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Ministers scramble to save Barcelona F1 circuit from the grave

Barcelona-FP3-Start-2023

The future of the Circuit de Barcelona-Catalunya as a Formula 1 track is all but over, while notable figures in Spain fight to keep the iconic venue on the calendar beyond 2026.

This news comes after F1’s announcement on Tuesday, revealing that from 2026 onwards the Spanish Grand Prix will take place on the streets of the country’s Capital city, Madrid.

Questions were immediately raised surrounding the future of the current Spanish GP racetrack, the Circuit de Barcelona-Catalunya. Would F1 stop competing there after over three decades of consecutive races at the location?

With just over three years remaining until the switch, government personnel all over the European country are scrambling to save the circuit and keep it on the calendar of the biggest open-wheel motorsport competition in the world.

The Barcelona City Council has provided three million Euros of funding annually for quite some time for the track, though this value has halved in recent years. The layout of the circuit has undergone a couple of major changes in the last few seasons, including an alteration to Turn 10 back in 2021 and a removal of the final sector chicane in time for the 2023 race.

Representatives of the Council are determined to keep the racetrack on the F1 calendar by increasing their funding. They released the following statement: “We maintain our commitment to the Circuit de Catalunya and have made clear our political, institutional and economic support throughout the negotiations, even expressing our willingness to increase the current financial contribution to guarantee the competitiveness of the Montmelo facilities.”

The Generalitat de Catalonia, which governs the autonomous community of Catalonia, also chimed in with its willingness to have F1 race within its borders beyond 2026. They added that the government “maintains an excellent relationship with F1” and stressed that “there is a lot of time ahead” before any decisions need to be made.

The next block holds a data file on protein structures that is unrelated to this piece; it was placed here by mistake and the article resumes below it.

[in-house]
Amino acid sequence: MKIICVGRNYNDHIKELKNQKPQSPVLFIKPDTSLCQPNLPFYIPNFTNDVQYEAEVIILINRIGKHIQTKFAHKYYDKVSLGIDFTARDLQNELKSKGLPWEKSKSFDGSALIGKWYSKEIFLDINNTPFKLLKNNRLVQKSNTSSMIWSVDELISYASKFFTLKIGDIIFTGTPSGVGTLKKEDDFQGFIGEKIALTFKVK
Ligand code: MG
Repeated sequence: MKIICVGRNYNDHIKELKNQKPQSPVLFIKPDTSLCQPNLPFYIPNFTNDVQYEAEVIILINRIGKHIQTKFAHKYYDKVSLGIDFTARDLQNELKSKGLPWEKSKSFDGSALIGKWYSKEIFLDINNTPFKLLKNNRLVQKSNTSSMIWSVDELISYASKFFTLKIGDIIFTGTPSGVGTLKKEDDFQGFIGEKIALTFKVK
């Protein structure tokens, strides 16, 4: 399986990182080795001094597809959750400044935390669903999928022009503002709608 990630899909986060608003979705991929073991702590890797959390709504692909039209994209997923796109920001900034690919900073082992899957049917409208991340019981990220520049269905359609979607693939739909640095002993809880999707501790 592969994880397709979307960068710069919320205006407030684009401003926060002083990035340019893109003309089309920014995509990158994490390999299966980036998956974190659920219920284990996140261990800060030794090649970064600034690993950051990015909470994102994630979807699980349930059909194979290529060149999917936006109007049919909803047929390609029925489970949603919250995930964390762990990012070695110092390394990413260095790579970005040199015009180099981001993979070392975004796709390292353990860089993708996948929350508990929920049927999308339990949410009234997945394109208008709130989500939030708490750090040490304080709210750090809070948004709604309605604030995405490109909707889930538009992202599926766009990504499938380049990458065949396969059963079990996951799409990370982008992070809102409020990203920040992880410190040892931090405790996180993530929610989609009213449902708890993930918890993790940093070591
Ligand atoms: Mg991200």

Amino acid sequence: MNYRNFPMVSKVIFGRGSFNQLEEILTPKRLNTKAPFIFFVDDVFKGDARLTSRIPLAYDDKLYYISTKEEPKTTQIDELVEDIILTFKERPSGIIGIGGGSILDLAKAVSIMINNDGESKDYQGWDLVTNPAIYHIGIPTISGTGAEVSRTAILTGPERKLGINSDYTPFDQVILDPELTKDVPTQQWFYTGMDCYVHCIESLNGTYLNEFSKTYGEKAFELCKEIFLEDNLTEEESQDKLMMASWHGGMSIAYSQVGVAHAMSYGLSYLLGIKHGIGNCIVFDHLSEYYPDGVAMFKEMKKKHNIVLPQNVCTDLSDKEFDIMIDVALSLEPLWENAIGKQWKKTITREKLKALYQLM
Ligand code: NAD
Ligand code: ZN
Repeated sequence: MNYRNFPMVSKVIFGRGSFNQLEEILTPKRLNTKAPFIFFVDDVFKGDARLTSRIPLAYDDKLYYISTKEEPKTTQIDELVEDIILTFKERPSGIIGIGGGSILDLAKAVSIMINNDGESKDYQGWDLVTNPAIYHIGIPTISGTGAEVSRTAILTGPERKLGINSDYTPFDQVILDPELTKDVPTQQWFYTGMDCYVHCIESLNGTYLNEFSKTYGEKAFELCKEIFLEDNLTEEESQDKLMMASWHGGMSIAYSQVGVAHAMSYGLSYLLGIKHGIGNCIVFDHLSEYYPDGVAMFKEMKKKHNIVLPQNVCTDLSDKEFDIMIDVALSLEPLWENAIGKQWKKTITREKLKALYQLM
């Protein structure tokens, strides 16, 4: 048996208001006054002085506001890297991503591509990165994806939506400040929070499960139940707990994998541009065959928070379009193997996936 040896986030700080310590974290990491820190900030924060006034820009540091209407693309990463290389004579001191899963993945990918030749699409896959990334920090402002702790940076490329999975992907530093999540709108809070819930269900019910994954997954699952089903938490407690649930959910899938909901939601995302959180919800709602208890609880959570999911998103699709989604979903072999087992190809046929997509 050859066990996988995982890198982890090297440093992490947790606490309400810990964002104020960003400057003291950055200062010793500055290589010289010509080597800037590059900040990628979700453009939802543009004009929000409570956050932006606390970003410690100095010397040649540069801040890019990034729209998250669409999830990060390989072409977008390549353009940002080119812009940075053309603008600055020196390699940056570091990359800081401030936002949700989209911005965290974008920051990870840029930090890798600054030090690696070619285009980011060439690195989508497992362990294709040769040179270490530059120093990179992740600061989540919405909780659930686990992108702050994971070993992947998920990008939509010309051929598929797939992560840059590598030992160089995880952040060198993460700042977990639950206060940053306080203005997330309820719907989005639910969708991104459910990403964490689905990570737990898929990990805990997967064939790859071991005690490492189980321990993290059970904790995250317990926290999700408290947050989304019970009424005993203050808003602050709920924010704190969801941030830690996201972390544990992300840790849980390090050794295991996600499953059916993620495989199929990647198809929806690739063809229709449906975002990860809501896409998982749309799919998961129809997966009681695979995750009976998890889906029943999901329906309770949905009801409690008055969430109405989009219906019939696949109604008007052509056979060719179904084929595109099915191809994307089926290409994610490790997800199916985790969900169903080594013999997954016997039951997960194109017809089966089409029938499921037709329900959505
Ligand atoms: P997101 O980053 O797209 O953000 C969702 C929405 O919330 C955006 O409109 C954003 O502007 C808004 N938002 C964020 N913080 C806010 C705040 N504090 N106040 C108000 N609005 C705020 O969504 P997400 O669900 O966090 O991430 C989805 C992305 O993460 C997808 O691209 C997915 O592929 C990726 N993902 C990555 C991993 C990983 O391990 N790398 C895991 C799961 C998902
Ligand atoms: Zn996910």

Will Madrid replace (or accompany) Barcelona on the F1 calendar?

F1 Formula 1 Motogp Spanish Grand Prix Barcelona Aerial view photo

Can there be two Grand Prix in Spain, or will the Circuit de Barcelona-Catalunya eventually face the axe from F1? According to Formula One Group CEO Stefano Domenicali, there are no location-based barriers to the Catalonian circuit remaining on the sport’s calendar.

He said at the Madrid announcement: “We are working to look into the future and we will see We will keep you updated. Two circuits in Spain on the same calendar? Why not?”

Spain’s Sports Minister, Pilar Alegria, spoke to Domenicali about the possibility of the country hosting two F1 race events over the year. She stated: “[We are interested in] working towards the concurrence of two grands prix in our country.”

“That has already happened in previous years in Spain as well as other countries such as Italy, Germany and the United States.”

Finally, Madrid Mayor Jose Luis Martinez-Almeida was keen to point out that the Capital city is not trying to take F1 racing rights away from Barcelona, saying on Antena 3: “This is not a grand prix of Madrid against Catalonia or against Barcelona. What interests me is that Madrid has a grand prix, not that someone else stops having one.”

For the time being, F1 will remain in Spain where it has every year since 1991. But when the Circuit de Barcelona-Catalunya’s contract expires at the end of 2026, will F1 want to stay at a track which typically fails to provide exciting racing? Only time will tell…

Big Question: Is the #MadridGP replacing the #BarcelonaGP good or bad for F1?